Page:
I personally think that puritanical parenting that promotes humbleness and discourages bringing attention to oneself can be counterproductive.
Some parents might refuse to let their child host a party at their house. Hosting can raise a child’s status at school. At a young age, this could potentially result in developing charisma, and set a baseline expectation for future social standing.
Many parents are adverse to giving their child a high allowance, or buying them what might be perceived as unnecessary material goods, like trendy clothes. I think that the mental and social benefits of fitting in are well worth the expense.
Another example of this is the question of what car to have your teenager drive. Do you make them drive a laughable beater, in an attempt to humble them, or do you give them the opportunity to drive a relatively nice car in order to gain social standing and confidence?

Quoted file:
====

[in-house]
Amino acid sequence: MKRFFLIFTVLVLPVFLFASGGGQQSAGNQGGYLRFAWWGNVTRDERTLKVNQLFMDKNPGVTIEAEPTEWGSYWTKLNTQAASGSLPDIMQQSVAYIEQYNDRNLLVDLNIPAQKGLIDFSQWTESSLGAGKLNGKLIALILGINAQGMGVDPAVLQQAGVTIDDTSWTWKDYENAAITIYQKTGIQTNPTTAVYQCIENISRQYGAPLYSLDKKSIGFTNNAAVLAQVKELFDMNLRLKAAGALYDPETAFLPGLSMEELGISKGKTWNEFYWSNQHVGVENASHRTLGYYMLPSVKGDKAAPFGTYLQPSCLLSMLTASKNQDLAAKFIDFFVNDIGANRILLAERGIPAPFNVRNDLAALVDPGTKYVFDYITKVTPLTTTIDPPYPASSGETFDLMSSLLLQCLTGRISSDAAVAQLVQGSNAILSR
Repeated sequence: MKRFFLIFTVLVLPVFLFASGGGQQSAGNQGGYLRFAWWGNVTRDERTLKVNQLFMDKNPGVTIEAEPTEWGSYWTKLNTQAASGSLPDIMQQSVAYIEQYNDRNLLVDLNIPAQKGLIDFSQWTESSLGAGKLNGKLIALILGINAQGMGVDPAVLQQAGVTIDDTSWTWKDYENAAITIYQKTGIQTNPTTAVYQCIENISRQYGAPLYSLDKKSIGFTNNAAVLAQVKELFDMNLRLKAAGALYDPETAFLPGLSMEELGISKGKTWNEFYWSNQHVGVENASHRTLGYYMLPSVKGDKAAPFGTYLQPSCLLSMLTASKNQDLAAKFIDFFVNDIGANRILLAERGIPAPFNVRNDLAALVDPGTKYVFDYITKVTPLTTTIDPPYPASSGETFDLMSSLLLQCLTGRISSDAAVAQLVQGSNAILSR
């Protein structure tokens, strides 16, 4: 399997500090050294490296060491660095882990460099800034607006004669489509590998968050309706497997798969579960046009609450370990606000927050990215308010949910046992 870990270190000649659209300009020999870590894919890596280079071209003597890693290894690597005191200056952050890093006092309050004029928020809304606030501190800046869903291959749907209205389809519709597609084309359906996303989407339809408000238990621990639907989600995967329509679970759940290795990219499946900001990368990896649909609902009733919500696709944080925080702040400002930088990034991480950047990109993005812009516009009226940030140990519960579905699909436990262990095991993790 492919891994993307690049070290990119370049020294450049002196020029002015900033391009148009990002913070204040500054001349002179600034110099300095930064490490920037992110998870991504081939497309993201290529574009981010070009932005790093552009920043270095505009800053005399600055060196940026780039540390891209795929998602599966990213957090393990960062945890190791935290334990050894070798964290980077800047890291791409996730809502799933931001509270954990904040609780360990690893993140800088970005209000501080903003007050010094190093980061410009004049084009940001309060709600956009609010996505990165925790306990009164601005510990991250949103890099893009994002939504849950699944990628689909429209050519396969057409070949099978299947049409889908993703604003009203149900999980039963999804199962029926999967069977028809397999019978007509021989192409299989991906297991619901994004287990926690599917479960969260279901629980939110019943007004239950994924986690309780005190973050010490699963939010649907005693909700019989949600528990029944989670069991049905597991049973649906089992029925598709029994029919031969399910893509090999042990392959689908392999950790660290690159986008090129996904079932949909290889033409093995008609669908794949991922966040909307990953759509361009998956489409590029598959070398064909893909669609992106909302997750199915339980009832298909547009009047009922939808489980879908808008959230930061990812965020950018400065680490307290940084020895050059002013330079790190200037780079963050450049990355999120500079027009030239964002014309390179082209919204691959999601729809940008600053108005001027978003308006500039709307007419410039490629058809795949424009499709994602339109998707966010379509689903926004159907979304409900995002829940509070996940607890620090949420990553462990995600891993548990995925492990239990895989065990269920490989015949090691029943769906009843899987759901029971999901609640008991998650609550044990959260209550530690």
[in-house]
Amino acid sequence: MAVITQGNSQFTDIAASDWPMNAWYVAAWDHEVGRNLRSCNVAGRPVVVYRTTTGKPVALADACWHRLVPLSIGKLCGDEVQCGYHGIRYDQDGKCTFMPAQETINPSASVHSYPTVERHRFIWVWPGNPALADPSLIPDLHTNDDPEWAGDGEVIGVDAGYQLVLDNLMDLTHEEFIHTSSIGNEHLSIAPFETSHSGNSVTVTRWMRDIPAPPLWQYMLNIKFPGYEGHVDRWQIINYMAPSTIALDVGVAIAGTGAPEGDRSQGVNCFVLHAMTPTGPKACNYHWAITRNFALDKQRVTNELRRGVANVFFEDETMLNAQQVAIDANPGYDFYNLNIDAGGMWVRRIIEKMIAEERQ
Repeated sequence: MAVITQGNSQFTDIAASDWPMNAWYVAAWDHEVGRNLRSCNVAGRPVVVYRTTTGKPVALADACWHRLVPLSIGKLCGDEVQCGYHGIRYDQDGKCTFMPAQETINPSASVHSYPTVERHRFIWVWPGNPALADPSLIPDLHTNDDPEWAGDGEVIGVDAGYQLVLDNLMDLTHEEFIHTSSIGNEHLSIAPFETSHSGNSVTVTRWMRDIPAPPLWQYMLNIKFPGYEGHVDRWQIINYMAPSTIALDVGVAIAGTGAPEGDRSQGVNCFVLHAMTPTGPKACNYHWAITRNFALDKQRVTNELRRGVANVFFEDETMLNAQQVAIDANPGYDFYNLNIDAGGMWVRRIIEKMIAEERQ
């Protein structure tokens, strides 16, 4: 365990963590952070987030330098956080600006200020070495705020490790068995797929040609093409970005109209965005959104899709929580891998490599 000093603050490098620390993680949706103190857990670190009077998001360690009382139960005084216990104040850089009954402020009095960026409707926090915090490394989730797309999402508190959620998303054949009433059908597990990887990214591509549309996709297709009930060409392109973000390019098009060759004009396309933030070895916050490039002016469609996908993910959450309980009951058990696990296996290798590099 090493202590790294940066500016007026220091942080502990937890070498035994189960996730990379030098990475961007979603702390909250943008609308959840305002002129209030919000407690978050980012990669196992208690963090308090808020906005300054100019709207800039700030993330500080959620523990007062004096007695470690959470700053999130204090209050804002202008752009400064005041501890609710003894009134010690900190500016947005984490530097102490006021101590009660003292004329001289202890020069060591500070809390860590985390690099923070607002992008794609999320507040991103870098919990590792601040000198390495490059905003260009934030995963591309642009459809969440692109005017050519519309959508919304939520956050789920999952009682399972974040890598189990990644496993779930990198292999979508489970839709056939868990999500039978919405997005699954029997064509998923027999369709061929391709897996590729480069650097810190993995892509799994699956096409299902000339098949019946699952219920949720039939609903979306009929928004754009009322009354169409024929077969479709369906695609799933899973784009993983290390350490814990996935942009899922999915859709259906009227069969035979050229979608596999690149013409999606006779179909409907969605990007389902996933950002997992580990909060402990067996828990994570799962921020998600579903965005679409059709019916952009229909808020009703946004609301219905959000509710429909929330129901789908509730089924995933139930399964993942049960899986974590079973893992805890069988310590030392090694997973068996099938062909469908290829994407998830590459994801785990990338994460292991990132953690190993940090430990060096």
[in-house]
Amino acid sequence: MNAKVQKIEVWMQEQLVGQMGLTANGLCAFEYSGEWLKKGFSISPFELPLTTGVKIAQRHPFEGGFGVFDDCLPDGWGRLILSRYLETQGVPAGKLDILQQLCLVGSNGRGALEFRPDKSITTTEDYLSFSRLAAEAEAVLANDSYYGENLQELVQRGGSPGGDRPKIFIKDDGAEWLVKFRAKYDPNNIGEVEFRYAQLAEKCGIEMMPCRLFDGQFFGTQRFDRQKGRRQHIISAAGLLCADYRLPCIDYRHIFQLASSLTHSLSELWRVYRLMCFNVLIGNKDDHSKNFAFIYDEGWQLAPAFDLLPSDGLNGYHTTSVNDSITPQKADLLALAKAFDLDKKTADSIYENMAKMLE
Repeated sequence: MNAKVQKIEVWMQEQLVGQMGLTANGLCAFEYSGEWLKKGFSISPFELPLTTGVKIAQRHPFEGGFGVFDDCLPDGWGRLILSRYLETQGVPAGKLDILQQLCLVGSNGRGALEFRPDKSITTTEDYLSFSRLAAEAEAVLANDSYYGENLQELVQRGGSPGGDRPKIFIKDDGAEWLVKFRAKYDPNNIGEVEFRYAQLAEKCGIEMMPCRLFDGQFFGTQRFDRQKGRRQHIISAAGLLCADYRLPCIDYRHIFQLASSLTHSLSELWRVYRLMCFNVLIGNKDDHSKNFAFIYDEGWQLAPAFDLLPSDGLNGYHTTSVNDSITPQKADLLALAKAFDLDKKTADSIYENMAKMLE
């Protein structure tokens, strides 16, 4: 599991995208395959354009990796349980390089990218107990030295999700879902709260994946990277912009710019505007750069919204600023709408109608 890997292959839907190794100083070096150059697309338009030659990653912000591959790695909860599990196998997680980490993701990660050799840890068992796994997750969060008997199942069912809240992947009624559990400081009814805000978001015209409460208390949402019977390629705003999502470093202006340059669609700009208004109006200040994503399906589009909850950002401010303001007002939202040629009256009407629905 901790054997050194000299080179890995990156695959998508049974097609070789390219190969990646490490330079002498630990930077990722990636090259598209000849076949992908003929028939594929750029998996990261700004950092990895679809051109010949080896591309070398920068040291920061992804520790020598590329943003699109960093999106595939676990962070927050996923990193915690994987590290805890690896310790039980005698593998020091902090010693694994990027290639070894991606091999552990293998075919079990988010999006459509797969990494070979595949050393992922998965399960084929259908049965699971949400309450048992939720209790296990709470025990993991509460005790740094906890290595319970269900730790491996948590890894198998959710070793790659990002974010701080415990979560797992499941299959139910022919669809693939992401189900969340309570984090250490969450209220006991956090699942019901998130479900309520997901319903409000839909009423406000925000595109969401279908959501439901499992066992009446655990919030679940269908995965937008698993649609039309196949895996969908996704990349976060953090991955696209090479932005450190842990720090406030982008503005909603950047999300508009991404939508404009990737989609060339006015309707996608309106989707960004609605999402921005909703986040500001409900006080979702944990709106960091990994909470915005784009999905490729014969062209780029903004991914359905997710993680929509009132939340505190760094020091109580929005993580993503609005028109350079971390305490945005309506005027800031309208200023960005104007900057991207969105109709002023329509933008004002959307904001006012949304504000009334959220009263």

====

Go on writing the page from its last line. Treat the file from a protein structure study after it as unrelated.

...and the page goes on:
On that note, I wouldn’t advocate spoiling a child by lavishing them with unearned gifts. I do think that giving them tasks with sufficiently high rewards would do enough to instill a work ethic. For example, tying a generous allowance directly to the completion of chores, or the traditional promise of a nice car for outstanding grades.
The big question I’d be interested in hearing your opinion on, is whether you would be explicit in teaching your child about the realities and advantages of social engineering, or if you would take a strictly passive route in directing their development.